A total of 32 local communities took part in the second annual competition, which strives to improve visual impact by means of flower, tree and shrub planting.
Organised by Limerick County Council in conjunction with Shannon Development, Limerick In Bloom adjudication was based on colour, size, variety, location and appropriateness of the various planting schemes, along with the management of litter.
Category 1 caters for towns and villages with a population in excess of 700. Category 2 was for population centres between 300 and 700, with Category 3 featuring villages with a population under 300.
Ardagh Development Co Ltd (83 points) was the Category 3 winner followed in second and third places by Croagh Community Council (78) and Ardpatrick Tidy Towns (77).
Galbally Tidy Towns (80) claimed the overall prize in Category 2, with Patrickswell Tidy Towns (79) second and Broadford Development Association Ltd /Foynes and District Community Council sharing third position on 76 points each.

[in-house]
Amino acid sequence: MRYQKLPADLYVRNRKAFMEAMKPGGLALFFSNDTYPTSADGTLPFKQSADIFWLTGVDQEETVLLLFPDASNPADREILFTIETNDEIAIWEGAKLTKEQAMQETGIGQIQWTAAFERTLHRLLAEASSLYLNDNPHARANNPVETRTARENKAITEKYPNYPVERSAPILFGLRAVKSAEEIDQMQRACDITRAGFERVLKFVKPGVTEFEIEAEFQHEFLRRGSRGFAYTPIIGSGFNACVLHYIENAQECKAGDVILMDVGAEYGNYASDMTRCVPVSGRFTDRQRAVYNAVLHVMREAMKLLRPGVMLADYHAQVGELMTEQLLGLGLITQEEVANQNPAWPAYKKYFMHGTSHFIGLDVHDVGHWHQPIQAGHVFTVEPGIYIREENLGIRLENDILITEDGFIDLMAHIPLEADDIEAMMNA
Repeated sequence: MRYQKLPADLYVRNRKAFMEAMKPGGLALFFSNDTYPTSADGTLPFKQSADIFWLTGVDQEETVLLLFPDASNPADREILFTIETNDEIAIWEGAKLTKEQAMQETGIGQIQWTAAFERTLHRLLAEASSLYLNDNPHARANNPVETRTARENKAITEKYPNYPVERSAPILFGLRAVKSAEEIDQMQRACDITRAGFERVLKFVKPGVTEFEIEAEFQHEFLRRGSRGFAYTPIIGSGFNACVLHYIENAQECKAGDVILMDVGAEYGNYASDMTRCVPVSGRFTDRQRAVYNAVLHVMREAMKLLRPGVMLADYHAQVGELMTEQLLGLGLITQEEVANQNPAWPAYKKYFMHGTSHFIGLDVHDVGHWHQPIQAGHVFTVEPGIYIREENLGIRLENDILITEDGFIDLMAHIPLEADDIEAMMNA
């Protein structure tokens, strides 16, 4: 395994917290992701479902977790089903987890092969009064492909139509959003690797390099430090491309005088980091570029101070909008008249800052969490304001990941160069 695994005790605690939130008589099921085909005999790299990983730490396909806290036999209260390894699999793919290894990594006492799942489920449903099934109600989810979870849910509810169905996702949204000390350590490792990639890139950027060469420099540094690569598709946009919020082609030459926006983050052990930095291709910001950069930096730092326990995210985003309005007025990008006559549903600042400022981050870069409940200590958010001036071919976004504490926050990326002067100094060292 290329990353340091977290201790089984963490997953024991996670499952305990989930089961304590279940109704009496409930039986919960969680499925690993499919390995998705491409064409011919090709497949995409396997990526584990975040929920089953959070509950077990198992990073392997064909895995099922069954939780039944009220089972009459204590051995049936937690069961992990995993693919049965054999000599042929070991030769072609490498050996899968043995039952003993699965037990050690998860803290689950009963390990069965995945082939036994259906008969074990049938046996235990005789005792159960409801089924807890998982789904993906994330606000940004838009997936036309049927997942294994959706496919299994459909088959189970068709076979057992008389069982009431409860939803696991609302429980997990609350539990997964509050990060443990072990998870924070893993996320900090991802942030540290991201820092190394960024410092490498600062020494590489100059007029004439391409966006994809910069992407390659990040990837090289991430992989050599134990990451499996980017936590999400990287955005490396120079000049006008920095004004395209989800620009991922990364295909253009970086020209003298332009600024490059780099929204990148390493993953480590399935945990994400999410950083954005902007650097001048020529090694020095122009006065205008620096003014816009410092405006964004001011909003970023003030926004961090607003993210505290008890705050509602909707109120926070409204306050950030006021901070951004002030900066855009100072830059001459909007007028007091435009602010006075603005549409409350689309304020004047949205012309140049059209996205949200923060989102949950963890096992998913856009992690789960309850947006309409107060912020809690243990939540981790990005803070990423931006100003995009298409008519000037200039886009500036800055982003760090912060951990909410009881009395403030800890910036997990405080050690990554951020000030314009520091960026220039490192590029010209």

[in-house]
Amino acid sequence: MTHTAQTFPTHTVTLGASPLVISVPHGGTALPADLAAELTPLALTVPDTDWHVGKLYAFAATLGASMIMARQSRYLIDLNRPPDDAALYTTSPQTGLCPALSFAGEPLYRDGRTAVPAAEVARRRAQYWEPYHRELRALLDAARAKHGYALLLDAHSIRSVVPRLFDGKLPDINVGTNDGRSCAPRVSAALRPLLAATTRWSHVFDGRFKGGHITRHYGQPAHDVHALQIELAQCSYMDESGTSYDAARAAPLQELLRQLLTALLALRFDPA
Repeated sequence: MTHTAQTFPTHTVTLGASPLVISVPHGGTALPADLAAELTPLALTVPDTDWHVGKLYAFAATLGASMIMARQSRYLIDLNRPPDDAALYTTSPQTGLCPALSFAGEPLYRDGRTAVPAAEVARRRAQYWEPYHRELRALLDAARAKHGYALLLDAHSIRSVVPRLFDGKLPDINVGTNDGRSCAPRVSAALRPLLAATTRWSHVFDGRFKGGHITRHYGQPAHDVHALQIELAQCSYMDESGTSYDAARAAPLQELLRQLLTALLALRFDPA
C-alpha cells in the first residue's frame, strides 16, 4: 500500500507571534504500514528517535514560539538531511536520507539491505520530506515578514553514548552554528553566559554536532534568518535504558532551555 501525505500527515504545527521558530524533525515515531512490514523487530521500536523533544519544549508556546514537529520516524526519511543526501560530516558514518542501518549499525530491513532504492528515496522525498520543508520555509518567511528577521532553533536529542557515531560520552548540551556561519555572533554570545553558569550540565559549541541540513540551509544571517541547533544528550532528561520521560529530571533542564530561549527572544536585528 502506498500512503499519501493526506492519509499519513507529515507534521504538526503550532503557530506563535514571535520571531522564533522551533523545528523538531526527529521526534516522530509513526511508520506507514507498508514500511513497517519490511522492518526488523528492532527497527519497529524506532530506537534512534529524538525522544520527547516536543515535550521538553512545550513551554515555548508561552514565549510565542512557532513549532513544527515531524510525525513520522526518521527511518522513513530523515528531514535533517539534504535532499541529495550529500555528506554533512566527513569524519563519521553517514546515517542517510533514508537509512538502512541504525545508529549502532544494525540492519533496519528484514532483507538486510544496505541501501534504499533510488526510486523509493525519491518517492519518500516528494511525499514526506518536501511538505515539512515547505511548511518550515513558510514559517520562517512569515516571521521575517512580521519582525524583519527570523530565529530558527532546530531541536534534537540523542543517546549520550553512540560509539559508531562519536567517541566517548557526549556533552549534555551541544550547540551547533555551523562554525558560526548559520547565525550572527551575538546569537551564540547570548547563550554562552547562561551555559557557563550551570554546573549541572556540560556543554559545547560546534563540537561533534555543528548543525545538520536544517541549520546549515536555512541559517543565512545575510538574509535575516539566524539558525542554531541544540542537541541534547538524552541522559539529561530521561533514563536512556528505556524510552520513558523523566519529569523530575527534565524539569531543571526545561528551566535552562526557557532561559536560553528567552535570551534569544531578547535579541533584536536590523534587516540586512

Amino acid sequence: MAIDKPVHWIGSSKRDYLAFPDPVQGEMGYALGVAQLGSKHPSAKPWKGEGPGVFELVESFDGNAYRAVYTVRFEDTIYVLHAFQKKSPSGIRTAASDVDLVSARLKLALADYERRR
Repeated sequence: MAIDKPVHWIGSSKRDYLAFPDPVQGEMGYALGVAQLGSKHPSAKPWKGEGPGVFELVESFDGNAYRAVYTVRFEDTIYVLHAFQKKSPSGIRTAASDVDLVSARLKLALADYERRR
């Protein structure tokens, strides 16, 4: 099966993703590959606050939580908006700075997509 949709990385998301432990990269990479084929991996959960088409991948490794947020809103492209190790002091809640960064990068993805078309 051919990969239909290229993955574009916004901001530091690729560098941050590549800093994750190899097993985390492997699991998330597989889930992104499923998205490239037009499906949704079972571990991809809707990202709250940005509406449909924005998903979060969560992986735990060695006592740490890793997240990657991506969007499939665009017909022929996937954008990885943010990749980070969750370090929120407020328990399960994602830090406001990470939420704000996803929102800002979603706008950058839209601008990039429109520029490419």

Meanwhile, Adare Tidy Towns and Development Association (90 points) was named overall winner of Category 3. Kilmallock Tidy Towns/Bruff Tidy Towns (both 70 points) and Hospital Tidy Towns (68 points) were named in second and third place respectively.
County council chairman David Naughton said: “Limerick In Bloom is a celebration of community spirit, teamwork and awareness of the natural environment.
“It offers communities the opportunity to showcase the positive contribution that local groups make to enhance the appearance of towns and villages throughout the county.
“The participation of 32 towns and villages in this year’s competition, up from 27 in 2008, is indicative of the high regard the people of Limerick have for the environment around them,” he said
Josephine Cotter Coughlan, director of services with the county council, said: “Limerick In Bloom not only helps to make the county a more attractive place to live in and visit, but it acts as a springboard for communities to consider taking part in other competitions such as Tidy Towns or Pride of Place.
“It is heartening to see that the standards were extremely high again this year which is a tribute to each of the participating communities and, of course, the organisers of the competition,” she said.